The Photographic Collective come together to debate the phrase ‘African artist’.                                                                                          



If you missed the live talk you can catch up on the conversation below.

For London Art Fair: Edit, visual artists Pippa Hetherington and Mário Macilau and art historian Dr Julie Bonzon come together to present The Photographic Collective and discuss the phrase ‘African artist’.

Conceived during lockdown (COVID-19) and officially launched in June 2020, The Photographic Collective is a not-for-profit initiative designed to showcase and connect lens-based artists living and working in Africa, especially those not currently represented by a gallery. The Photographic Collective (TPC) exists as a group of individuals, amongst which founder Julie Bonzon (Switzerland), Pippa Hetherington (South Africa) and Mário Macilau (Mozambique), and a digital platform: an Instagram page and a website. Through online and offline exhibitions, conversations and interviews with emerging artists, TPC aspires to become a source of information alternative to, and complementing, mainstream and established institutions. The platform aims to favour exchanges between lens-based artists, curators, academics, students and collectors and contribute to discussions surrounding the medium of photography in an African context.

What does the phrase ‘African artist’ mean today? What does this term imply? What does it omit? In this exchange, Hetherington, Macilau and Bonzon debate the validity of this term and notions of ‘identity’, representation and decolonisation in contemporary African art. Discover in this talk recent works produced by both artists and familiarise yourself with contemporary lens-based practices and narratives from Africa.

Pippa Hetherington


Julie Bonzon





PIPPA HETHERINGTON: Pippa obtained a Masters in Fine Art through the International Center of Photography-Bard College, New York, USA. Her work invites questions around family, history, cultural identity and memory. Working with photography, video documentary and textiles, she explores untold stories of loss and remembrance. She is co-founder of Behind the Faces, a pan-African women’s storytelling project, launched at Constitution Hill, Johannesburg, in 2013. Her work has been published in international and national publications. In 2012 she established an online photographic archive, available through Africa Media Online. She has been represented in solo and group exhibitions in Cape Town, Johannesburg, Bloemfontein, Durban, Port Elizabeth, London, Dublin Ireland, New York City and Washington DC.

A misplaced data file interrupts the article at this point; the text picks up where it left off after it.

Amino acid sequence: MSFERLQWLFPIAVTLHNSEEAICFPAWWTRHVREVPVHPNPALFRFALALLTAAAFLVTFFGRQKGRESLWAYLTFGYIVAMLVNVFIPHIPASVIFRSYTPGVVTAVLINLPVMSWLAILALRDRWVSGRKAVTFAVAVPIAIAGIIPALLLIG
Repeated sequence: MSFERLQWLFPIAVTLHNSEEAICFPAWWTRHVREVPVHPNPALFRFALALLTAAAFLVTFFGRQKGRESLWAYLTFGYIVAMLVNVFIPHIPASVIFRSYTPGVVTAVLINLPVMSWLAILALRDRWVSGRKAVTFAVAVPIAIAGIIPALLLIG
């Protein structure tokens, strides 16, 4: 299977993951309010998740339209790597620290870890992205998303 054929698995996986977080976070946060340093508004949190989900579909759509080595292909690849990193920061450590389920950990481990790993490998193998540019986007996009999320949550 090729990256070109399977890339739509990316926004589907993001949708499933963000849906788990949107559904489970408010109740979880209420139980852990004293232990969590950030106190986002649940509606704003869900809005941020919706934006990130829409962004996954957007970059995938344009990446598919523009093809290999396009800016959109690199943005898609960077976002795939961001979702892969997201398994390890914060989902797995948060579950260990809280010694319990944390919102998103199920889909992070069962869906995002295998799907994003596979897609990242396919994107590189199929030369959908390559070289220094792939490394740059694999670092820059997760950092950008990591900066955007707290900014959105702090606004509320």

MÁRIO MACILAU: Mário is a multidisciplinary artist and an activist, best known for his photographic work. In 2007 he launched himself as a professional photographer, covertly trading his mother’s mobile phone for an excellent Nikon FM2. His photographs highlight identity, political issues and environmental conditions, often using portraiture as his starting point. Macilau received numerous awards, notably the Santa Lucia Award and the Visa Pour La Creation. His work has been exhibited internationally, such as 1:54 Art Fair in London, the Beijing Photo Biennale, Unseen in Amsterdam and the Johannesburg Art Fair. Macilau was born and currently lives in Maputo, Mozambique.

JULIE BONZON: Julie Bonzon (Dr) is a London-based art historian and a specialist in South African Photography. She completed a Masters in History of Art at the Courtauld Institute of Art in 2015, and a PhD at University College London in 2020. Bonzon has worked for the Cultural Department of Magnum Photos London, The Photographer’s Gallery, The Ian Parry Scholarship and has written for numerous publications including The Eye of Photography Magazine, Nataal, and the catalogue of the 10th Bamako Biennale Telling Time. She founded and launched The Photographic Collective in June 2020 and presented the work of ten artists from the Collective at 1-54 Contemporary African Art Fair in London. 

Folk Art: A look at our cultural heritage, our communities and our identity, and how we choose to express this knowledge and pass it on as inspiration.
According to UNESCO: Heritage is our legacy from the past, what we live with today, and what we pass on to future generations. Our cultural and natural heritage are both irreplaceable sources of life and inspiration.

Culture and its heritage reflect and shape values, beliefs, and aspirations, thereby defining a people’s national identity. It is important to preserve our cultural heritage, because it keeps our integrity as a people. Folk Art is rooted in traditions that come from community and culture. Artists working in the Folk tradition today are telling stories, they are passing on inherited legacies, symbols, characters. The objects may be decorative when once they would have been utilitarian, but the passing on of knowledge remains the same.

Meet some of the artists involved in this years’ Platform showcase, Abe Odedina, Carol McNichol, Cecilia Charlton, Denise de Cordova and Frances Priest.

Abe Odedina
Cecilia Charlton 3
Carol McNicoll
Denise de Cordova Headshot
Frances Priest